Anthony Hopkins does well as tender patriarch Methusela, but there’s still something creepy about hearing Hannibal Lecter’s voice say to children “come closer.”

Ham, who looks to be about 14, cannot except this and runs toward the camp to find himself a wife. He eventually stumbles into a ditch full of bodies, where he finds a girl about his age named Na’el (Madison Davenport), who is terrified of him and swings a rock at him to drive him off. Given Ham’s age, and the urgency of the situation, I half expected to see him physically overpower her, then drag her by her hair back to the ark. However, we are treated to a couple of surprisingly moving scenes, in which Ham feeds Na’el and comforts her in the ditch, as she refuses to leave her dead family. Only when the rain begins to fall does he insist she come with him. The two of them run through the woods to the ark, not far ahead of Tubal-Cain’s advancing army. Na’el becomes caught in a leg trap set for an animal. Ham can’t pry it open, but he refuses to leave her. Until Noah shows up. Our hero pries the two screaming children apart and drags Ham away. We then get a cringe-inducing shot of Na’el reaching after them, before she is trampled to death by the army.

Watching this movie is a bit like watching The Passion of the Christ, or a Michael Bay movie, in that you get the sense that you are being punished for something, but you don’t know what. It’s like every moment is calculated to stick a knife in you and twist it, and the bombardment of violence, misery and heartbreak begins to feel like clubs hitting your head from all directions, and you want to shout “Make it stop! Whatever I did, I’m sorry!”

Noah and Ham reach the ark, and there is a pretty awesome battle scene between Tubal-Cain’s army and the rock giants, after which, the world gets swamped and Noah’s family hunkers in the ark. This is the point where the movie plunges irretrievably downhill. Noah, still believing Ila to be sterile, explains to everyone that they will be the last people to live on the earth; there will be no reproduction. That way humans will not “ruin the garden” again. A few days later, Ila becomes pregnant. For some reason, she, Shem and Naameh are stupid enough not only to tell Noah, but tell him immediately, when he’s obviously working through some issues. Noah throws a tantrum, pleads with God (it’s unclear if he gets a response) and finally announces that if Ila’s baby is a girl (who could mature into a mother), she will be cut down at the moment of her birth. The last act of this film is absolute agony to sit through, as it follows nine months of screaming and yelling about this in the confines of the ark. I will say one thing for this movie, the cast does a fantastic job with what they have to work with. You have to wonder what they must have been thinking, belting out the lines of such a contrived and sadistic script. There are no words to describe how bad it all is. I spent the last act asking “Why, Aronofsky, why this?” First, there’s no support for it in Scripture. God expressly told Noah to build the ark to insure that earth would be repopulated with men as well as animals, and after the flood, explicitly gave men permission to eat animals (if he hadn’t already). (Gen. 9:1-3)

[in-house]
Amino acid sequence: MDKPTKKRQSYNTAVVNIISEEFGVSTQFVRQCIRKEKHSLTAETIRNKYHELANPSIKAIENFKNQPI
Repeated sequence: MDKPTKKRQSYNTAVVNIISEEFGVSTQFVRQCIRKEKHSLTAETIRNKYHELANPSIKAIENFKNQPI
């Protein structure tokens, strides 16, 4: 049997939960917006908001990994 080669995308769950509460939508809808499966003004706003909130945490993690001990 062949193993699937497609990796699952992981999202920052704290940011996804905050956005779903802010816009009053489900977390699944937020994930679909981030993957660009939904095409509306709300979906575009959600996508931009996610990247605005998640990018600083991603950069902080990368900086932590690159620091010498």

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Darren Aronofsky is coming! All who wish to avoid embarrassment, into the ark!

Second, even if you ignore Scripture, it makes no sense. Why would Noah leap so quickly to such an extreme conclusion? There’s nothing in the film to suggest God has told him man must die out. And even if he does kill Ila’s baby, what’s to stop Ila and Shem from running away after the flood and having more babies? They’ve got the whole globe to choose from. And if Naameh wants her other sons to have children badly enough (and she clearly does), she may well copulate with them herself. Don’t look at me like that, it’s been done. Desperate times call for creepy measures. To accomplish his ends, Noah would have to kill everybody.

Third, it’s not as if this movie doesn’t shove enough horror and suffering in our faces (as it must). There is another side to the flood story. And it was taking shape in the first act. Noah’s relationship with his sons. Methusela’s tenderness with his great-grandchildren. Naameh’s adoptive care of Ila. Amid the wickedness of the world, this movie started with a beautiful depiction of familial and adoptive love. And that was exactly what God was trying to save when he told Noah to build the ark. (Gen. 7:1) God knew better than Noah that Man was inherently sinful. (Gen. 8:21) He was still giving Man a chance to start over.

But the touching story from the first act is out the window now. Ila gives birth to twin baby girls. Naameh comments that “He (God) sent us what we needed.” So … Ham and Japheth are supposed to marry their nieces? And very young nieces at that? I know I said desperate times, creepy measures, but why do we need this in the story? Considering the fact that Noah was 600 years old at the time of the flood (Gen. 7:6), (Shem was 98) his sons were most likely grown men, with grown women already at their sides. Why, Aronofsky, why? This leads up to what is supposed to be the climactic moment, when Noah has his dagger raised over Ila’s twin daughters, and — big surprise – he can’t bring himself to do it. The ark runs aground, the waters go down, and they start to rebuild. There is a scene where, for no clear reason, Ham packs up and walks away from the rest, implicitly never to return — so what was even the point of the twin baby girls?